To confirm that the server is running and “serving” web pages, open your web browser and enter http://localhost/ in the address field and press <Enter>. If all is good, you’ll see a web page with the WampServer logo and Server Configuration information. This page will show you the versions of Apache, MySQL, and PHP that are installed, as well as the PHP extensions (more about them later!) loaded. Congratulations! You have a working web server platform running on your machine. Wasn’t very hard, was it?!
If for some reason WampServer is unable to start or, more likely, start completely, see this page for information about troubleshooting problems with WampServer. Keep this page in mind as you make changes to the WampServer configuration. It is almost inevitable that something will go wrong, but that shouldn’t deter you from experimenting and learning from your mistakes. Again, the Apache, MySQL, and PHP communities are very helpful and the Internet is filled with resources on solving these problems.
The web root folder will be, by default, set to c:\wamp\www. The web root folder is like the “home” (base) folder for the local Apache web server. Also, Apache is configured, by default, to “listen” on port 80, which is the standard port for HTTP, the protocol used for web sites. Apache is very flexible and we’ll talk later about how to change some of these common parameters. If you look in the c:\wamp\www folder, you’ll see a file called index.php. When you opened http://localhost/ to test your WampServer installation, the page that was actually displayed (really interpreted for display by the Apache HTTP server) was this index.php file.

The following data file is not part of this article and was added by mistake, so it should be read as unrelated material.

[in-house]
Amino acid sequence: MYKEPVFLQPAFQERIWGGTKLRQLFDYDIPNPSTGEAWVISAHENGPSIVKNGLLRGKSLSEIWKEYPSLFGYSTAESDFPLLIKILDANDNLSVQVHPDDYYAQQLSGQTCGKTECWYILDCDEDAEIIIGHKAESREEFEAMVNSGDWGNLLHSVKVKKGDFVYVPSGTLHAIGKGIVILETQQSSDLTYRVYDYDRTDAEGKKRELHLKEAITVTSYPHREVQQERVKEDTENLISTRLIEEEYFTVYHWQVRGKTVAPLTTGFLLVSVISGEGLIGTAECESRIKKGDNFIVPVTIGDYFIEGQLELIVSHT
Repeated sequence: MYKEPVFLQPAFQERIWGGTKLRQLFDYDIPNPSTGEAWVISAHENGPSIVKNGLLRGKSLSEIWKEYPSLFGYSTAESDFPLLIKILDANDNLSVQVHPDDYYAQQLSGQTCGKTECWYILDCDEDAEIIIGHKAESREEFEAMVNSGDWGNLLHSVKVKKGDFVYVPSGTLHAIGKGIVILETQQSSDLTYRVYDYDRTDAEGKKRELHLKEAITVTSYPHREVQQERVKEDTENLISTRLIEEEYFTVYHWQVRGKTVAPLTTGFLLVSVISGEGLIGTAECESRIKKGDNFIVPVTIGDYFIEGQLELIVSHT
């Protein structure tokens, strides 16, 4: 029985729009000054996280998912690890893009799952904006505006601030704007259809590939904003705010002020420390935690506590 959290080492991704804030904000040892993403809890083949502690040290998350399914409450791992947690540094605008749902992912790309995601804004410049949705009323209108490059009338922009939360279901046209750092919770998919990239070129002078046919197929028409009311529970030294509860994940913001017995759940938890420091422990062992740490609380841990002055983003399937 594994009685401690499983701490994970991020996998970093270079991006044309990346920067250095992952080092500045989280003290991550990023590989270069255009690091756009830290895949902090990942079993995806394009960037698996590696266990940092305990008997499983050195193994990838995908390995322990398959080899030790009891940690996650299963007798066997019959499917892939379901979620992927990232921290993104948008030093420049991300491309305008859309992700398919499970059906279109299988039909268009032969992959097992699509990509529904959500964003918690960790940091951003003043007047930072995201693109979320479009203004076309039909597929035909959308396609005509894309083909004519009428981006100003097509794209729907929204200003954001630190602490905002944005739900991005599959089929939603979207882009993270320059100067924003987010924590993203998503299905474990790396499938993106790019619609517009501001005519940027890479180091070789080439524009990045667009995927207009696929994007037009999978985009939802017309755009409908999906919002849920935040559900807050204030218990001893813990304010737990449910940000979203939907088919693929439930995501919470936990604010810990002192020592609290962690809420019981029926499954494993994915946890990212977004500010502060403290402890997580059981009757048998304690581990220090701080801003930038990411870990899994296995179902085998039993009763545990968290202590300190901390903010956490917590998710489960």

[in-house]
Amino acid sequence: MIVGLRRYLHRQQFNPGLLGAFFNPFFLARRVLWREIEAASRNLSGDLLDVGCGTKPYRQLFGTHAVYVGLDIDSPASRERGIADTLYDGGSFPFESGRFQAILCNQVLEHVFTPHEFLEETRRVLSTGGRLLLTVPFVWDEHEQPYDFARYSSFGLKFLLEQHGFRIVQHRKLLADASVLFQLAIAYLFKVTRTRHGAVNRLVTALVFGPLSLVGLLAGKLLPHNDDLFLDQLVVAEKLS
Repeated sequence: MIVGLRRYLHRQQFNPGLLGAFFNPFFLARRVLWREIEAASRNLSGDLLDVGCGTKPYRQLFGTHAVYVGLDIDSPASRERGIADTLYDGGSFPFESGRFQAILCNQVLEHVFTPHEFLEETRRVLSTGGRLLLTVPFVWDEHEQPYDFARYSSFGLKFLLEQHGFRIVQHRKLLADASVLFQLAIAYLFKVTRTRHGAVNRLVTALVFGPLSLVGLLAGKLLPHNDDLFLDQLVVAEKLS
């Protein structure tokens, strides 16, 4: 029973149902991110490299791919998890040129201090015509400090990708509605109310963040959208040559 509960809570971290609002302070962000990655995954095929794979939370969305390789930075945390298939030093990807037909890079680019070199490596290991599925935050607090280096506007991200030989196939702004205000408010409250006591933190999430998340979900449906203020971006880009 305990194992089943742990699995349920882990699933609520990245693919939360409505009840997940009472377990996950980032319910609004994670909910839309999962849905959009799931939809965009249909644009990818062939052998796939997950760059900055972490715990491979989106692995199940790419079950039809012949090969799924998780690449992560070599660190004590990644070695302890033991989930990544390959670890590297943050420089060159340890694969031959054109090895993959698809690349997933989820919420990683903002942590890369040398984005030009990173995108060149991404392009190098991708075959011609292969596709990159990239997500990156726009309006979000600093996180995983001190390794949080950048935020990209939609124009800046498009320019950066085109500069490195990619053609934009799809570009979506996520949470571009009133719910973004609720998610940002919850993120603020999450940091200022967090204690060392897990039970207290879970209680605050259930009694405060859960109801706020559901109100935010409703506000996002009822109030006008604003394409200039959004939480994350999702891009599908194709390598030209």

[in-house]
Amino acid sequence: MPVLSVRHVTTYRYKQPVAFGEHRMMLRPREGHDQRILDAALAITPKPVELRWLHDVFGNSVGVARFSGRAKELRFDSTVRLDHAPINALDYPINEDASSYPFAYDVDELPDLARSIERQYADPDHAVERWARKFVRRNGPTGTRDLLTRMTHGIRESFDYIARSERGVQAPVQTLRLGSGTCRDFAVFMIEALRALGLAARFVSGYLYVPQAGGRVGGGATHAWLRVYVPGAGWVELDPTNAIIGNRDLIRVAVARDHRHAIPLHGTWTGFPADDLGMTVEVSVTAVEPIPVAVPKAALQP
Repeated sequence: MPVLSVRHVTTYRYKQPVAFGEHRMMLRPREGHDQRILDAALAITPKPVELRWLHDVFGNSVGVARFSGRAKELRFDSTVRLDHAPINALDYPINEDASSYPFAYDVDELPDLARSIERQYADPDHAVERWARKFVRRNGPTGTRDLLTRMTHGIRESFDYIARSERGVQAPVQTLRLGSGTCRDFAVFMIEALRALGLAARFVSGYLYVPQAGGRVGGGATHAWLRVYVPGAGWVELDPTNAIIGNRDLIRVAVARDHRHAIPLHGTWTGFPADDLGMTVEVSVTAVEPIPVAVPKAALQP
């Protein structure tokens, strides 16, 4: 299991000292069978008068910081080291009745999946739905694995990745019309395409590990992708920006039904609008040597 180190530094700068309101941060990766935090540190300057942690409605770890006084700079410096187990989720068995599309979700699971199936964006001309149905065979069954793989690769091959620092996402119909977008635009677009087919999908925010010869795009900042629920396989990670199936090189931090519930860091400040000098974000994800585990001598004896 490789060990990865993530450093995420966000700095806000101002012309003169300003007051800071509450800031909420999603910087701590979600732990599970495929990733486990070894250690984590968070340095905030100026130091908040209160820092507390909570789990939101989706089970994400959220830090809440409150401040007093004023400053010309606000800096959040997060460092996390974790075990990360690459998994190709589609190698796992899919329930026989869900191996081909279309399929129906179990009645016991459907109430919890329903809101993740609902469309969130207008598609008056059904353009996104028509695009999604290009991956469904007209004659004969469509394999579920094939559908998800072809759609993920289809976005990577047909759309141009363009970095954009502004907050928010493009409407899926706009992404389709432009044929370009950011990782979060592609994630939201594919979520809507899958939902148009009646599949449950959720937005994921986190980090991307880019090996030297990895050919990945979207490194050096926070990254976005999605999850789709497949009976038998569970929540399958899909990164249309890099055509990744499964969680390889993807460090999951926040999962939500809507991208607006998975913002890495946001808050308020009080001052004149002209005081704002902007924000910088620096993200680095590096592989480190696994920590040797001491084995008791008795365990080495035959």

But how did Apache know to open index.php specifically? This is just one of Apache’s huge set of configuration parameters (settings). The main Apache configuration file is called httpd.conf. (“httpd” stands for HTTP daemon. The term “daemon” simply means background service and is a term borrowed from Unix. In other words a daemon that runs in the background and performs tasks without user interaction.) You’ll find httpd.conf on WampServer in c:\wamp\bin\apache\Apacheversion\conf, where version is the version number of Apache in your WampServer installation (2.2.11 at the time of this writing). Open httpd.conf with any text editor, such as Notepad. Take a look through httpd.conf to get familiar with its contents. In particular, we are looking for a line that contains DirectoryIndex. When you find it, it will probably contain something like this: